The Importance of Competition

Is competition more likely to occur in resource-rich or resource-poor environments?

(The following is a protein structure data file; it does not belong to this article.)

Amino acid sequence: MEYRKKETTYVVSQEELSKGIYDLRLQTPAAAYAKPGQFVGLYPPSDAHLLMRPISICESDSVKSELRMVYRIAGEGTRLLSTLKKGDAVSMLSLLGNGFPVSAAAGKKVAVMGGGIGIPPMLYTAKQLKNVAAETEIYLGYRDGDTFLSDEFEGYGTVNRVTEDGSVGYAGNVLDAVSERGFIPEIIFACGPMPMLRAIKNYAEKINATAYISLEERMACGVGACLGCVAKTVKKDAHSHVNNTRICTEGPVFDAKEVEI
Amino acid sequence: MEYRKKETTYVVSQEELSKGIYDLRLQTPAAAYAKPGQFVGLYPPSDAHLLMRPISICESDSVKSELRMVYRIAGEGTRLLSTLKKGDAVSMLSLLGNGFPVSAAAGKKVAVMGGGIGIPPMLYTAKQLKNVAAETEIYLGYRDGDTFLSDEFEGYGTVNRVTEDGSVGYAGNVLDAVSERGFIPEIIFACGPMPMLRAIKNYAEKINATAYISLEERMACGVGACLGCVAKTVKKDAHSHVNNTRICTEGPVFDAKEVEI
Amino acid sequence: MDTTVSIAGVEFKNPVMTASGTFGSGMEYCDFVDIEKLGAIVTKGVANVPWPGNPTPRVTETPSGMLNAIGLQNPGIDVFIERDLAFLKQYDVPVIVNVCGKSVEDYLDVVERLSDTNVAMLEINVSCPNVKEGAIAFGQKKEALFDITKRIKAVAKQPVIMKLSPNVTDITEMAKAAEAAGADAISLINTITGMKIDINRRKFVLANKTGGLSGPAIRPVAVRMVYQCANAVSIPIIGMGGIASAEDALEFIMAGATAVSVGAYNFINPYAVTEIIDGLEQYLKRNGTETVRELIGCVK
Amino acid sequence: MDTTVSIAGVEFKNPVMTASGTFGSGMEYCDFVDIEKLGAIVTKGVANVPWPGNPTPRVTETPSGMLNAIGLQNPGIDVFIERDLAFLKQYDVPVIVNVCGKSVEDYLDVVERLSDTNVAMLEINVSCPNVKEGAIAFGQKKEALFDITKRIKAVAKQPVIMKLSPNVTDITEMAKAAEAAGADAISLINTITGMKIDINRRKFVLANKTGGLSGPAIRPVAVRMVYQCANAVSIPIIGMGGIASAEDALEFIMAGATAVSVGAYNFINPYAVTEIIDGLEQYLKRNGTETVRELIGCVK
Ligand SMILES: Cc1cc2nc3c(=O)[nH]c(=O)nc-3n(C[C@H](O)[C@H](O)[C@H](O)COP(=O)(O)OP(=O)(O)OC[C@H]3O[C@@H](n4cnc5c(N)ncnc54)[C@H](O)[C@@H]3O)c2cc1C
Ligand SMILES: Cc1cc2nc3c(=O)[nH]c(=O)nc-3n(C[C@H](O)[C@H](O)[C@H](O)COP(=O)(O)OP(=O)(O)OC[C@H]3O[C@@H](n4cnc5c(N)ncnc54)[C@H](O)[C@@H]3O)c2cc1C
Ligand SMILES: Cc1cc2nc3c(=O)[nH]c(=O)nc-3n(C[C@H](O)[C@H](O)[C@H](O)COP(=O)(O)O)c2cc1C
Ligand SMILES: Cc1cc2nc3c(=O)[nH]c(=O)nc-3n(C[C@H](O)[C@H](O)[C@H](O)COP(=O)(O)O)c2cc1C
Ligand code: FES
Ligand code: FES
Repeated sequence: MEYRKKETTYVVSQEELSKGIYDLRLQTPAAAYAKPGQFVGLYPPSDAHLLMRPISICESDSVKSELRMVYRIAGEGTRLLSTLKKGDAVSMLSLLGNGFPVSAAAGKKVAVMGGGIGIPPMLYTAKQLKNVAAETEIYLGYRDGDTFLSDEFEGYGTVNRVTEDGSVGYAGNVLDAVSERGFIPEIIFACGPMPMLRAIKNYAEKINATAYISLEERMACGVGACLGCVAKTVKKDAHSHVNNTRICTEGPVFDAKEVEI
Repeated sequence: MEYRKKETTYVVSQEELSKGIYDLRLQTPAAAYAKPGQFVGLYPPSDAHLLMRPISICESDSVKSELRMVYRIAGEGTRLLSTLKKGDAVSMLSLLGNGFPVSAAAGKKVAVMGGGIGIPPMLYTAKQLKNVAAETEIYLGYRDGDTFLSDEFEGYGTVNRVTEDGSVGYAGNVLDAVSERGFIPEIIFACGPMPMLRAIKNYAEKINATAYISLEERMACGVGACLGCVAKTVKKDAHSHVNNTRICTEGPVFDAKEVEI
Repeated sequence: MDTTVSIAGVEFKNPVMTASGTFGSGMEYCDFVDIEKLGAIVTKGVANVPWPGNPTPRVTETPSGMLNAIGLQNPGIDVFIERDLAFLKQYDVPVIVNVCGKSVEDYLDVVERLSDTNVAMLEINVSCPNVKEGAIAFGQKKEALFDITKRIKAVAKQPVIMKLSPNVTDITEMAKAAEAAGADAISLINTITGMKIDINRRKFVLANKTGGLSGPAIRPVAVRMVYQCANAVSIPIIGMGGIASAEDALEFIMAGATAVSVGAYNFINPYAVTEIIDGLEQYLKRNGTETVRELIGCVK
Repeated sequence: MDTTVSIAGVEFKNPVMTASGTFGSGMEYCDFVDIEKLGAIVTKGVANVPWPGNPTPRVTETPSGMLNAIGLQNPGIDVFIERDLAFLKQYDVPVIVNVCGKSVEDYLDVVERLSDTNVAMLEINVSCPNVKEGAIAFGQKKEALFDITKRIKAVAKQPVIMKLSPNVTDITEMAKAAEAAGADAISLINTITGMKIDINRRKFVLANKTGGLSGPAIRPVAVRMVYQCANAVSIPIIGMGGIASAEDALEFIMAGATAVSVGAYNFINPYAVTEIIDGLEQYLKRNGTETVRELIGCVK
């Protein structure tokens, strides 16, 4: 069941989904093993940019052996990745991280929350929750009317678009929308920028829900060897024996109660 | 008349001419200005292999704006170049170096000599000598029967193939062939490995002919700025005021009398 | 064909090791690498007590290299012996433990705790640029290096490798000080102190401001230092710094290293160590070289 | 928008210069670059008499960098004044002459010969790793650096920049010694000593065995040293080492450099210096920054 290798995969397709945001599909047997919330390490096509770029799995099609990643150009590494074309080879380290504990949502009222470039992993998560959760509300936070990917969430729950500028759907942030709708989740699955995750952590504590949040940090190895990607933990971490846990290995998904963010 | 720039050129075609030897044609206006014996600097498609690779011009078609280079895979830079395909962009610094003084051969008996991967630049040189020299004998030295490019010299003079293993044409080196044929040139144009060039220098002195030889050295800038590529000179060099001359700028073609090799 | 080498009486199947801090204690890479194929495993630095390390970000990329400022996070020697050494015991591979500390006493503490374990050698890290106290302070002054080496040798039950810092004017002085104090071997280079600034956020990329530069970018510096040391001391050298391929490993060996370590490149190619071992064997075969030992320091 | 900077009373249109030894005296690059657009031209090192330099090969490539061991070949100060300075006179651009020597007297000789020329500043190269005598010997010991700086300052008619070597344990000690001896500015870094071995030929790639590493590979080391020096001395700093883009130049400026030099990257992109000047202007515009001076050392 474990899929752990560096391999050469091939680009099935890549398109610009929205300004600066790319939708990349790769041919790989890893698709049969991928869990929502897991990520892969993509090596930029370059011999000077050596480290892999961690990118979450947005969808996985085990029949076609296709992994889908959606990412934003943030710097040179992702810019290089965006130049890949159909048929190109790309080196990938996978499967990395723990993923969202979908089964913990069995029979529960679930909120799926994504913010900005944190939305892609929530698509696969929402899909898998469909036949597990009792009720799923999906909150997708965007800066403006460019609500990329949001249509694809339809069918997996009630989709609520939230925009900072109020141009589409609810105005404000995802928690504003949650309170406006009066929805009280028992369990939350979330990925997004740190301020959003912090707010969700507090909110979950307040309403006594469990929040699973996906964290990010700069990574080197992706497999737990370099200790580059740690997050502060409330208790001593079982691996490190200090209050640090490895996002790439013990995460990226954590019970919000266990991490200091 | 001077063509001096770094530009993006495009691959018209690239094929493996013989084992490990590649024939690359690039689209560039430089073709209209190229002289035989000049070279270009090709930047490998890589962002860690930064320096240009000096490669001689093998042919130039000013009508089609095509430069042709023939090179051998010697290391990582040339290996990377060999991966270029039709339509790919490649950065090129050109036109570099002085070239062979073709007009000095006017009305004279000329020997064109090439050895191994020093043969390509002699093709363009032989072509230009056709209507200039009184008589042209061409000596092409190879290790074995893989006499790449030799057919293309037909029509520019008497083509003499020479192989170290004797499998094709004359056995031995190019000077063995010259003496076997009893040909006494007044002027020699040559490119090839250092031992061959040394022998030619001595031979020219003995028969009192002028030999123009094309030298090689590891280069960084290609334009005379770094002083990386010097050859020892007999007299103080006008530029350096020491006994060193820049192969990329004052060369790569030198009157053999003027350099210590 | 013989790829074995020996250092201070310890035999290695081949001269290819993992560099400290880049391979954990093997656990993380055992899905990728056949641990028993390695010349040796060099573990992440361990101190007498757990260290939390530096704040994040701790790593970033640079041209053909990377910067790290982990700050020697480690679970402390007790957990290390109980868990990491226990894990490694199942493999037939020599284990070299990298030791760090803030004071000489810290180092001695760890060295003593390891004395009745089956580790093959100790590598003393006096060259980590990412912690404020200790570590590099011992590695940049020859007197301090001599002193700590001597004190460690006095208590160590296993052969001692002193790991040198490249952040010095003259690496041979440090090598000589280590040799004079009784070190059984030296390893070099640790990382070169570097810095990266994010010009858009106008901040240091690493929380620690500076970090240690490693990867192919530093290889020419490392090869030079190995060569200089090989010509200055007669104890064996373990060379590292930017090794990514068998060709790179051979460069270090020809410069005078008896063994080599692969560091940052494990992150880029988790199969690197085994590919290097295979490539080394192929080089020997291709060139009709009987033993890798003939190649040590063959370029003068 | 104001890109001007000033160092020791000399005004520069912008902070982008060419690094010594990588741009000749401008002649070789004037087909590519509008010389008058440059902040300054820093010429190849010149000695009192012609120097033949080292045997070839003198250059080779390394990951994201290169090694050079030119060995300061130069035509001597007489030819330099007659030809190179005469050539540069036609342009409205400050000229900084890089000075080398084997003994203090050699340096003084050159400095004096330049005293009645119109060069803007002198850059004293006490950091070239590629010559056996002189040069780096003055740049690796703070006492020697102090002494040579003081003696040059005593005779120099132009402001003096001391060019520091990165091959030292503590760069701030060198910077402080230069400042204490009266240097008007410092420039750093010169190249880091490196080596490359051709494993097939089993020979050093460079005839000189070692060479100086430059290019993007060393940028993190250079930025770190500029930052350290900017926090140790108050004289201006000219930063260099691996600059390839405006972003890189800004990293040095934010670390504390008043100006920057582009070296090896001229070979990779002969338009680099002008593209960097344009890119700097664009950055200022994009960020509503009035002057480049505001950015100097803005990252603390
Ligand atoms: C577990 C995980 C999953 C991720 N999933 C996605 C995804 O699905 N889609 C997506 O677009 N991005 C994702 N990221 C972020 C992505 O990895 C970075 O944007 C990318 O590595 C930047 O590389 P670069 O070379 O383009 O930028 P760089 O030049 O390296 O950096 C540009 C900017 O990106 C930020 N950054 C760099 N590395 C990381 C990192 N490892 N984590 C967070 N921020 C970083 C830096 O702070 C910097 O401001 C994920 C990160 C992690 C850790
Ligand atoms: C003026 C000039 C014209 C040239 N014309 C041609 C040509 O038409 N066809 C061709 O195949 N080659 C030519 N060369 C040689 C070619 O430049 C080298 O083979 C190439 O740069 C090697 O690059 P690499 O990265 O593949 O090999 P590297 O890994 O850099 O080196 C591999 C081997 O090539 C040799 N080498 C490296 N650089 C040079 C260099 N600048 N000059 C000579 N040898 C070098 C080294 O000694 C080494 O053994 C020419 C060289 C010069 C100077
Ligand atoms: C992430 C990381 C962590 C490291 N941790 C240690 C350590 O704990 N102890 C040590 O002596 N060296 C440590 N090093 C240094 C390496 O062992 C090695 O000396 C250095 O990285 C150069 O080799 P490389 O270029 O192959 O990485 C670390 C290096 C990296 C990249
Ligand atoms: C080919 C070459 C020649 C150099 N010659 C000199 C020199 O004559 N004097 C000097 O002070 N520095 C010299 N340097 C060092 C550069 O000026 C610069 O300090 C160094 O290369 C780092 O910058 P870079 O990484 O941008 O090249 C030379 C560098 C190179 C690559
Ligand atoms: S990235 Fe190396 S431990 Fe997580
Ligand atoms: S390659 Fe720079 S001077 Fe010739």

It is generally agreed that in resource-rich environments, plants are less likely to compete for nutrients because they will not be limiting, but that plants still compete for light because more individuals will survive and develop leaves that reduce available light (Goldberg, 1990). The discussion on whether plants compete in resource-poor environments has been more polarized. Grime (1979) maintains that competition is not important in resource-poor environ ments because resources cannot be depleted further. He argues that plants adapted for stress tolerance will dominate in these environments, while competitors will be favoured in resource-rich environments. Tilman (1988, 1990) argues that competition occurs in resource-poor environments because, while some plants do adapt generally to tolerate these stressful environments, many individuals also deplete resources more than others by having a high efficiency of nutrient uptake. Grace (1990) believes that both theories are compatible and reflect different aspects of competition, i.e. Grime focuses on the long-term competitive effect on a community, while Tilman focuses on the shorter-term competitive response of individuals. Furthermore, if the ability to tolerate being denied resources is considered a competitive trait (Aarssen, 1989, 1992), then stress tolerance is actually a competitive trait. Indeed, most plants do compete in response to resource-poor envi-

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